He remebered being liberated by the Russians and walking with a large group of others until they reached the American lines. His close friend in Italy and Stalag IVB was Brian Probyn, a tank driver captured at the same time as himself and who become a well known film cameraman after the war, finishing up in Hollywood in the 1970s.

Patrick Ryan



Hubert Stanley Wilfred "Joe" Bowring 5th Hampshire Regiment

My father, Hubert Stanley Wilfred (Joe) Bowring, of the 5th Hampshires(TA) was at Stalag VIIIB after capture in North Africa. During his life he never told us anything about his time as a POW, only that he was at first near Caserta in Italy then moved to VIIIB. I would love to find out more about his time.

Les Bowring



Hubert Stanley Wilfred "Joe" Bowring 5th Hampshire Regiment

My father, Hubert Stanley Wilfred (Joe) Bowring, of the 5th Hampshires(TA) was at Stalag VIIIB after capture in North Africa. During his life he never told us anything about his time as a POW, only that he was at first near Caserta in Italy then moved to VIIIB. I would love to find out more about his time.

Les Bowring



Arthur Reginald Smith The Corps of Royal Electrical Engineers

My Dad Passed away in November 1953 when I was only 3 1/2 yrs old. My only memory of him was that he had a Royal Enfield Motor Cycle, (Bright Red).I was 3 when he put me on the petrol tank & took me for a ride. Mum went off at him, I was fine & so began my life as a petrol-head.

Time passed. Mum re-married & we moved away from Lordshill, Southampton, Breaking all ties with Dad's Family.

Fast-Forward. to the 1990's. I'm a grown man with a wife, kids, mortgage, the full set. I went from my home in Milton Keynes to see my mother's cousin in Southampton near where I spent my early years, She welcomed us in with open arms, knowing Who I was, after 40 odd years. We talked for a long while and Aunt Shiela told us about my Dad & what he was like. She also told me about Dad's sister. We found her in the white pages & within half an hour we were re-united. According to my aunt Beatrice (Bunty) my Dad was in the Royal Hampshire Reg't sappers & my dad was a Saboture blowing-up enemy ammo & fuel dumps. During this period, either in North Africa or perhaps it was later in Italy or even in Normandy, Dad got very badly burned (60 Per cent) and was treated by regimental medics.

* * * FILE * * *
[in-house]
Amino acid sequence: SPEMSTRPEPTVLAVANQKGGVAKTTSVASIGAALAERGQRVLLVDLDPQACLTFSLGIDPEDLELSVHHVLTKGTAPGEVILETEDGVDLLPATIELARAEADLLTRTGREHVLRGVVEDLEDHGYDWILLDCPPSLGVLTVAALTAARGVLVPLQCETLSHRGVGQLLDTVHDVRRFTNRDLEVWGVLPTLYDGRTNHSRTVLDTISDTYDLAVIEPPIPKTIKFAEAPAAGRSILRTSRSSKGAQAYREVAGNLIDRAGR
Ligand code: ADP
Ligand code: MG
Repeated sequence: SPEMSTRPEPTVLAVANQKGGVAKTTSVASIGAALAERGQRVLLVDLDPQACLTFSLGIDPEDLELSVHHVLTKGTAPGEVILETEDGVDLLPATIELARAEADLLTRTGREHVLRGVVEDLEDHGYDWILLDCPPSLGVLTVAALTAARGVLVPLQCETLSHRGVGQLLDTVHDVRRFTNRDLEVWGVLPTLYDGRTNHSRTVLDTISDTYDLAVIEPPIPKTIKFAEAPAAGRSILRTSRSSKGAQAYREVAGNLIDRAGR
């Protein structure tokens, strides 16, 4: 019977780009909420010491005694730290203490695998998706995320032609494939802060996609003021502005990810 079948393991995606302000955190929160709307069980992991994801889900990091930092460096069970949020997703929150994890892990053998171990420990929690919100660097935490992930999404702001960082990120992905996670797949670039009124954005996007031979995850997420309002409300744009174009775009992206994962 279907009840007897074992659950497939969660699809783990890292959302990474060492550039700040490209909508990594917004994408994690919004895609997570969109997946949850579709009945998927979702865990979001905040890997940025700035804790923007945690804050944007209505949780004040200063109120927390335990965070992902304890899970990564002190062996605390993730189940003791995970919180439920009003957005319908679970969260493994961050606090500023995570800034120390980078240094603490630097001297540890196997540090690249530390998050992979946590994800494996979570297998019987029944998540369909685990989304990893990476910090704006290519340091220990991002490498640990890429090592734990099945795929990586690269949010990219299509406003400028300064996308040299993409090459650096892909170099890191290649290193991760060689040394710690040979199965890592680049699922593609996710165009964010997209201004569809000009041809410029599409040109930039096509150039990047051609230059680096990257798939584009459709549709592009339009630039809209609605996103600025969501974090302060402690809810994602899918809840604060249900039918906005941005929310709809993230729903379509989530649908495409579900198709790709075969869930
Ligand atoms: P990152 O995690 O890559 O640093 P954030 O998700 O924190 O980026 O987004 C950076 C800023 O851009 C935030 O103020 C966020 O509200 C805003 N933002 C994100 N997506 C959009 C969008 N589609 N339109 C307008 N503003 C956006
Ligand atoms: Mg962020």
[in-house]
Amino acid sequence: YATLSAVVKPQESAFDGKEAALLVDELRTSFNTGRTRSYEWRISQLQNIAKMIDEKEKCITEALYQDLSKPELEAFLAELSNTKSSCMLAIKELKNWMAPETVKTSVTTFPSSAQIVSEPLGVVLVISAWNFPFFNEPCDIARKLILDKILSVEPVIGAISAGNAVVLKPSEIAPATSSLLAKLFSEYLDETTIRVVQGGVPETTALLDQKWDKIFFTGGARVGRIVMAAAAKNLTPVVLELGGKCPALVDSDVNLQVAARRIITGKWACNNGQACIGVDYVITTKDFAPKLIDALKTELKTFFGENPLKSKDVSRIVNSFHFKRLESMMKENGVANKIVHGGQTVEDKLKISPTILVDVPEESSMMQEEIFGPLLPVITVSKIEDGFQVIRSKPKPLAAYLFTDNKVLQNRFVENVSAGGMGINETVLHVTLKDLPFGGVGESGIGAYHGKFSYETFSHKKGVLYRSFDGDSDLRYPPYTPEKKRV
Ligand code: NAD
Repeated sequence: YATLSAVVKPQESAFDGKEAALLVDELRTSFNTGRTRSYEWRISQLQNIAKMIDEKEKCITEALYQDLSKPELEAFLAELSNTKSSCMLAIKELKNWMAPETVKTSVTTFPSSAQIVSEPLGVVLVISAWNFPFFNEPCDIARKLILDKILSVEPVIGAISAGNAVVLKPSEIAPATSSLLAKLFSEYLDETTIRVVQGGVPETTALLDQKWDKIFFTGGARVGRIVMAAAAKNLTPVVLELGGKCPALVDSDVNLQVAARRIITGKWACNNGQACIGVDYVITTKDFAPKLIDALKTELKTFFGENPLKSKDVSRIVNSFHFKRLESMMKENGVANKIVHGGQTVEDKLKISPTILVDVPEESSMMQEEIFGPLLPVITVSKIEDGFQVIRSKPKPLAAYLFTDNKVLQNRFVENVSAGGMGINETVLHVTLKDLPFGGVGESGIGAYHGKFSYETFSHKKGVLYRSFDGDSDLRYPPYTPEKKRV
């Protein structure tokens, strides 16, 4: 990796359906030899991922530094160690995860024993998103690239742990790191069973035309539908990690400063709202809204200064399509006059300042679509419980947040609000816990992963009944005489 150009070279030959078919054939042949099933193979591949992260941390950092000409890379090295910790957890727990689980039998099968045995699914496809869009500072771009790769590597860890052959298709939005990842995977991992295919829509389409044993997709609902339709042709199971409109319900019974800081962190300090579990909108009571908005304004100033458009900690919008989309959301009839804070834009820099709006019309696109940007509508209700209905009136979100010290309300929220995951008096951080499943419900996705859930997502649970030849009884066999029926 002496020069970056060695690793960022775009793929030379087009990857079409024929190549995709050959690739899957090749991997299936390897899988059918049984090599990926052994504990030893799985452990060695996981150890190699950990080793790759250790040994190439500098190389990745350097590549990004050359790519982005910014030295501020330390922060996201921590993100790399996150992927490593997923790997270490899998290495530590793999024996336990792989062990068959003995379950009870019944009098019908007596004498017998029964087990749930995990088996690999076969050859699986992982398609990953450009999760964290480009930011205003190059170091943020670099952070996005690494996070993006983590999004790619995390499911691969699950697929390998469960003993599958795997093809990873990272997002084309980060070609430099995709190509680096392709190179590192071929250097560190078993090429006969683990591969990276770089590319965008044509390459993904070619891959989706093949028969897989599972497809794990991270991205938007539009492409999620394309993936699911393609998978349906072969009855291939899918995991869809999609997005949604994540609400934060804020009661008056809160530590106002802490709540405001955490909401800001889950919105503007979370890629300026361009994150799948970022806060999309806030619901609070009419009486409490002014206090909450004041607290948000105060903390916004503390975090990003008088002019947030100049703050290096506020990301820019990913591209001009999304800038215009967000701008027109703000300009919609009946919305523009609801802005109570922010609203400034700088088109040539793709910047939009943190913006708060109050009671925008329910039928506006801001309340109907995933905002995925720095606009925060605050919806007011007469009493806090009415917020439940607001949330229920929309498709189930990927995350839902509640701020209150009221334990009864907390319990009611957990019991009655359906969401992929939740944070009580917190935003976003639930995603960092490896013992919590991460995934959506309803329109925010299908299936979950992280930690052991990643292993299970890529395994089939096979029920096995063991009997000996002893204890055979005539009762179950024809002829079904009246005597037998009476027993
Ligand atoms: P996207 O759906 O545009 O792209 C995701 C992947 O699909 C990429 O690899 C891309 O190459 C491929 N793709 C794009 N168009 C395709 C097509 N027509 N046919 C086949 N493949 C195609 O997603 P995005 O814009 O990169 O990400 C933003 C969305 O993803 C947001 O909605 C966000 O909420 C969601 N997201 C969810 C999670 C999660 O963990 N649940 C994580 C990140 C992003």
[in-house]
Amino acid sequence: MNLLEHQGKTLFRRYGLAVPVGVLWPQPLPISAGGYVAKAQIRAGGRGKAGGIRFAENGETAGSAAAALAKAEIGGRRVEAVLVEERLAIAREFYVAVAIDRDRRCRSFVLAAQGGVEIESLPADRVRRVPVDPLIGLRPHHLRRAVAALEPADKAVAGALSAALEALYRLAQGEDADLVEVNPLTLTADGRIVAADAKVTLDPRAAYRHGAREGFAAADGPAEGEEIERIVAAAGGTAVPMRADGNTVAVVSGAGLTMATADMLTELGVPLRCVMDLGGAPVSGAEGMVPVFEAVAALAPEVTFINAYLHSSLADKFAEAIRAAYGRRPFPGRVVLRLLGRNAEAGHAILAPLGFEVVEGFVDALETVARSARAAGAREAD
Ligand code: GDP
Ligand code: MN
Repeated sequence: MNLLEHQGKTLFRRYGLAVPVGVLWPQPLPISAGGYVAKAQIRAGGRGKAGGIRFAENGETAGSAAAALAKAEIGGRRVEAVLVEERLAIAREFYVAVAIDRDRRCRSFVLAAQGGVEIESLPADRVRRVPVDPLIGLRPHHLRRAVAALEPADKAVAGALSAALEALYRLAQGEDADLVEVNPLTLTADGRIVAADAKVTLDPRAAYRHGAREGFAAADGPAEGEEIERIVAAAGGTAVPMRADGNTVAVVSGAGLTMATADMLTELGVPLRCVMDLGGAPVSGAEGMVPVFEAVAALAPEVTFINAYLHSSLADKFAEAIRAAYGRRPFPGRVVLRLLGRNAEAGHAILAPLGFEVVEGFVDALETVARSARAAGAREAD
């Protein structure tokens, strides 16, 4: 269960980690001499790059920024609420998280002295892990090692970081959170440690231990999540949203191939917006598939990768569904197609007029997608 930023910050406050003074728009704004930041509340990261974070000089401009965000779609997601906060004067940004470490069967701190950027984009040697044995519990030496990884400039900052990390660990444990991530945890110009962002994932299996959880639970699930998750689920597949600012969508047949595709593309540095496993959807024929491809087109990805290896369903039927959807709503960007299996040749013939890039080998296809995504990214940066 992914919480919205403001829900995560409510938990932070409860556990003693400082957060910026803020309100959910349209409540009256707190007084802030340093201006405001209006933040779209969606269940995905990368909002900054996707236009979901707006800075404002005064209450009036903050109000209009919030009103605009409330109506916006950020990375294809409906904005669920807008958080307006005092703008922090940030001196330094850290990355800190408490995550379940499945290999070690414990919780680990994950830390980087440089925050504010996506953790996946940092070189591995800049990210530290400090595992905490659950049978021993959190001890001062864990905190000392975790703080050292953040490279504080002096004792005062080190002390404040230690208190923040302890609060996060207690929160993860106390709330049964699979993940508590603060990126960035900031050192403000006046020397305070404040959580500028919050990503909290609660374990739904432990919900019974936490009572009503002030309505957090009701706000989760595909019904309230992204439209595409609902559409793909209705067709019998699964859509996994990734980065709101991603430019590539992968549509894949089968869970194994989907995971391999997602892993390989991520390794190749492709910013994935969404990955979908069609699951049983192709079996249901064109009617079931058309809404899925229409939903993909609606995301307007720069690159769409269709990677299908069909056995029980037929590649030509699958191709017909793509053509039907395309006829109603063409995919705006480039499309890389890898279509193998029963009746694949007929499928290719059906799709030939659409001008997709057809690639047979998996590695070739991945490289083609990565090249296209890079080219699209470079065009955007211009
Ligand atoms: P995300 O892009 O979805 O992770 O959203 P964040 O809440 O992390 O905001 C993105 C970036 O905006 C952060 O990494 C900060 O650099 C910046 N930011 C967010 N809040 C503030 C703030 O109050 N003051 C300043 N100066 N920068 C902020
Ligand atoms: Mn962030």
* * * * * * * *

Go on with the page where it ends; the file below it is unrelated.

I recently located my father's grave in Hollybrook Cemetery, Southampton, Before saying a sad farewell & flying back home to Australia. When I married, back in 1971 I had no idea that it could have been my father-in-law (who was a medic in same reg't) that I had to thank for my life and that of my father and now my children & grandkids.

Peter Adams (formerly Smith)



George James Moody Royal Hampshire Regiment

George James Moody, was my grandfather and I would be interested to hear from anyone who remembers him. He was in the Royal Hampshire regiment and in Stalag IVb.

Gordon Moody



Jack Durey 2nd Battalion Hampshire Regiment

My Father Jack Durey has written an account of his army service 1939 -1945 with the 2ND Battalion Hampshire Regiment http://www.warlinks.com/memories/durey/index.htm Mark Durey Mark@cncrouting.co.uk

Mark Durey



Pte. Ronald Thomas "Darky" Hire Hampshire Regiment